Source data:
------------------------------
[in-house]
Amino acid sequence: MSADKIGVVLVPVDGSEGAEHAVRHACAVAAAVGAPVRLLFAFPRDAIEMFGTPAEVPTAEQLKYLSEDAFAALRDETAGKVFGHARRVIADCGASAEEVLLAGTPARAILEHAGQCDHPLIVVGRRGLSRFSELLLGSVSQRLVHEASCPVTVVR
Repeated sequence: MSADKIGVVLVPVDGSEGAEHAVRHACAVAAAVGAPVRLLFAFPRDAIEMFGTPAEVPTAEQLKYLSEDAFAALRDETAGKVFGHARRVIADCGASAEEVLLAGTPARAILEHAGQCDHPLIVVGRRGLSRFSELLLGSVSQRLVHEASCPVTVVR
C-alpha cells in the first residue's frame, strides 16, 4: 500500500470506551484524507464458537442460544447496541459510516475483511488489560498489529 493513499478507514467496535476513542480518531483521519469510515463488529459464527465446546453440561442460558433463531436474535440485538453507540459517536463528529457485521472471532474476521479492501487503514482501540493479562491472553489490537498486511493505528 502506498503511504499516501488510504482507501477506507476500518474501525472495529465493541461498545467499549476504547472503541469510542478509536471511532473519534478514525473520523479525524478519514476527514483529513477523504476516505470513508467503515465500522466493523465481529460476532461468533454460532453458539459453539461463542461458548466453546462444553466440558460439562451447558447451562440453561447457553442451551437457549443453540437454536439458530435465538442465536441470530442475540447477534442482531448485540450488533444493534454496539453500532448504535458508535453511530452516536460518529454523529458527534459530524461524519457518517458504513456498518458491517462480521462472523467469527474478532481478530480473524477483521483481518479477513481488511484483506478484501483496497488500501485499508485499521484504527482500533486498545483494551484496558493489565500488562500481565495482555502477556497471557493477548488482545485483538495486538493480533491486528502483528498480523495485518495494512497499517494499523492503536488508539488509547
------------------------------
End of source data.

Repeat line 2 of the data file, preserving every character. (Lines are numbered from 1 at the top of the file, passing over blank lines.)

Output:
Amino acid sequence: MSADKIGVVLVPVDGSEGAEHAVRHACAVAAAVGAPVRLLFAFPRDAIEMFGTPAEVPTAEQLKYLSEDAFAALRDETAGKVFGHARRVIADCGASAEEVLLAGTPARAILEHAGQCDHPLIVVGRRGLSRFSELLLGSVSQRLVHEASCPVTVVR